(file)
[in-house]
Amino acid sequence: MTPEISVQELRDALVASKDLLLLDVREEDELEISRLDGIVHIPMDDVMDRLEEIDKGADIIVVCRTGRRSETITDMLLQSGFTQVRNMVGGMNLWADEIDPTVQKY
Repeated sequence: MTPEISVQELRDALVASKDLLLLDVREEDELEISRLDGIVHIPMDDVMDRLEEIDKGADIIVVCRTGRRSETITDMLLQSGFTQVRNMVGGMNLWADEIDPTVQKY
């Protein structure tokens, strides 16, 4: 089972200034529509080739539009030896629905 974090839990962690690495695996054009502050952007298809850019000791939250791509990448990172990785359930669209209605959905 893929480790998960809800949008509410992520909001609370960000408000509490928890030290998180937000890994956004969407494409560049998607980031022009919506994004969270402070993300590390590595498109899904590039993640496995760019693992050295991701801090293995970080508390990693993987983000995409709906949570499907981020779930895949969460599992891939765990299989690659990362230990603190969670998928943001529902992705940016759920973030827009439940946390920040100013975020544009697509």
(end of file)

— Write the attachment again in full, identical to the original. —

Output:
[in-house]
Amino acid sequence: MTPEISVQELRDALVASKDLLLLDVREEDELEISRLDGIVHIPMDDVMDRLEEIDKGADIIVVCRTGRRSETITDMLLQSGFTQVRNMVGGMNLWADEIDPTVQKY
Repeated sequence: MTPEISVQELRDALVASKDLLLLDVREEDELEISRLDGIVHIPMDDVMDRLEEIDKGADIIVVCRTGRRSETITDMLLQSGFTQVRNMVGGMNLWADEIDPTVQKY
């Protein structure tokens, strides 16, 4: 089972200034529509080739539009030896629905 974090839990962690690495695996054009502050952007298809850019000791939250791509990448990172990785359930669209209605959905 893929480790998960809800949008509410992520909001609370960000408000509490928890030290998180937000890994956004969407494409560049998607980031022009919506994004969270402070993300590390590595498109899904590039993640496995760019693992050295991701801090293995970080508390990693993987983000995409709906949570499907981020779930895949969460599992891939765990299989690659990362230990603190969670998928943001529902992705940016759920973030827009439940946390920040100013975020544009697509």